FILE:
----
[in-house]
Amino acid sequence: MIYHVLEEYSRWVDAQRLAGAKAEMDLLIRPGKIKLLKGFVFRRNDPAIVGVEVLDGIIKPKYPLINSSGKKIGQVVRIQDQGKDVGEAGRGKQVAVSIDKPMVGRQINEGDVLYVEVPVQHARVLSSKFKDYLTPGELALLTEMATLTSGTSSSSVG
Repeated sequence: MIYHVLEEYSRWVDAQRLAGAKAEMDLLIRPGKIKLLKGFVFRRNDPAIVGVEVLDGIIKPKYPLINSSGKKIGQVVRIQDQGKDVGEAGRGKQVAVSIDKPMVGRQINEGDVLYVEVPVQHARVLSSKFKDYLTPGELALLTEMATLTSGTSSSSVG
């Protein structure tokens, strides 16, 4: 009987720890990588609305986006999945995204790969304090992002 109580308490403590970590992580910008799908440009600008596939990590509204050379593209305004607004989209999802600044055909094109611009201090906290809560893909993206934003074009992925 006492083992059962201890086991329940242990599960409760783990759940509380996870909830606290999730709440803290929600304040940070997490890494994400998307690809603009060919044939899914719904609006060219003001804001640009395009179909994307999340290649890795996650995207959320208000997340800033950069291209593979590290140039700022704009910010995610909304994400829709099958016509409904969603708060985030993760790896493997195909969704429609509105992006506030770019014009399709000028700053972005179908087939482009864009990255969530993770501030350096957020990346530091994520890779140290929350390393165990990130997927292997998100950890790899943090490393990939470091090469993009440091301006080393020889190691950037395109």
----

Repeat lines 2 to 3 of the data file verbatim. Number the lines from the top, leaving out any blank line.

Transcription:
Amino acid sequence: MIYHVLEEYSRWVDAQRLAGAKAEMDLLIRPGKIKLLKGFVFRRNDPAIVGVEVLDGIIKPKYPLINSSGKKIGQVVRIQDQGKDVGEAGRGKQVAVSIDKPMVGRQINEGDVLYVEVPVQHARVLSSKFKDYLTPGELALLTEMATLTSGTSSSSVG
Repeated sequence: MIYHVLEEYSRWVDAQRLAGAKAEMDLLIRPGKIKLLKGFVFRRNDPAIVGVEVLDGIIKPKYPLINSSGKKIGQVVRIQDQGKDVGEAGRGKQVAVSIDKPMVGRQINEGDVLYVEVPVQHARVLSSKFKDYLTPGELALLTEMATLTSGTSSSSVG